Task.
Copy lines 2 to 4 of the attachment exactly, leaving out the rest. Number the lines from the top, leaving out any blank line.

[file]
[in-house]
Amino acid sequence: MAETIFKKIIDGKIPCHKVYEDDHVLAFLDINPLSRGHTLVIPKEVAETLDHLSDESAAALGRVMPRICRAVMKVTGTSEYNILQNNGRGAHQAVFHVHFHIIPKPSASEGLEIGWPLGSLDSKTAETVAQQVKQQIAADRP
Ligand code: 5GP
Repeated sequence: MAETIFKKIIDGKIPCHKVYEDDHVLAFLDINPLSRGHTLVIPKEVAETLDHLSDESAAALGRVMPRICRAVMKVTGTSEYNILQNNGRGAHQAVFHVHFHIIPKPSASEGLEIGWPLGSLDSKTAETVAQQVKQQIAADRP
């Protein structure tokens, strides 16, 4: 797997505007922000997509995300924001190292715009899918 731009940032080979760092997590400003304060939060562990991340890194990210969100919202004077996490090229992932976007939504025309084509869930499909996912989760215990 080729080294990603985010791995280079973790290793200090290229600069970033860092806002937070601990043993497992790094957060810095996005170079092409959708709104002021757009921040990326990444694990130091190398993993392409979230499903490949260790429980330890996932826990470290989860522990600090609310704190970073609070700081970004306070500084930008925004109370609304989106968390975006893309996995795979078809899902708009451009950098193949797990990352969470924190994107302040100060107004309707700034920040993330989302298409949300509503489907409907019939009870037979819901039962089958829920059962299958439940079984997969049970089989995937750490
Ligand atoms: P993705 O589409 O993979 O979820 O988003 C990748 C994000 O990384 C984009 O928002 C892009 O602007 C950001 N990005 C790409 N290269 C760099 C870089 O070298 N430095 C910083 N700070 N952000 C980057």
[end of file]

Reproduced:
Amino acid sequence: MAETIFKKIIDGKIPCHKVYEDDHVLAFLDINPLSRGHTLVIPKEVAETLDHLSDESAAALGRVMPRICRAVMKVTGTSEYNILQNNGRGAHQAVFHVHFHIIPKPSASEGLEIGWPLGSLDSKTAETVAQQVKQQIAADRP
Ligand code: 5GP
Repeated sequence: MAETIFKKIIDGKIPCHKVYEDDHVLAFLDINPLSRGHTLVIPKEVAETLDHLSDESAAALGRVMPRICRAVMKVTGTSEYNILQNNGRGAHQAVFHVHFHIIPKPSASEGLEIGWPLGSLDSKTAETVAQQVKQQIAADRP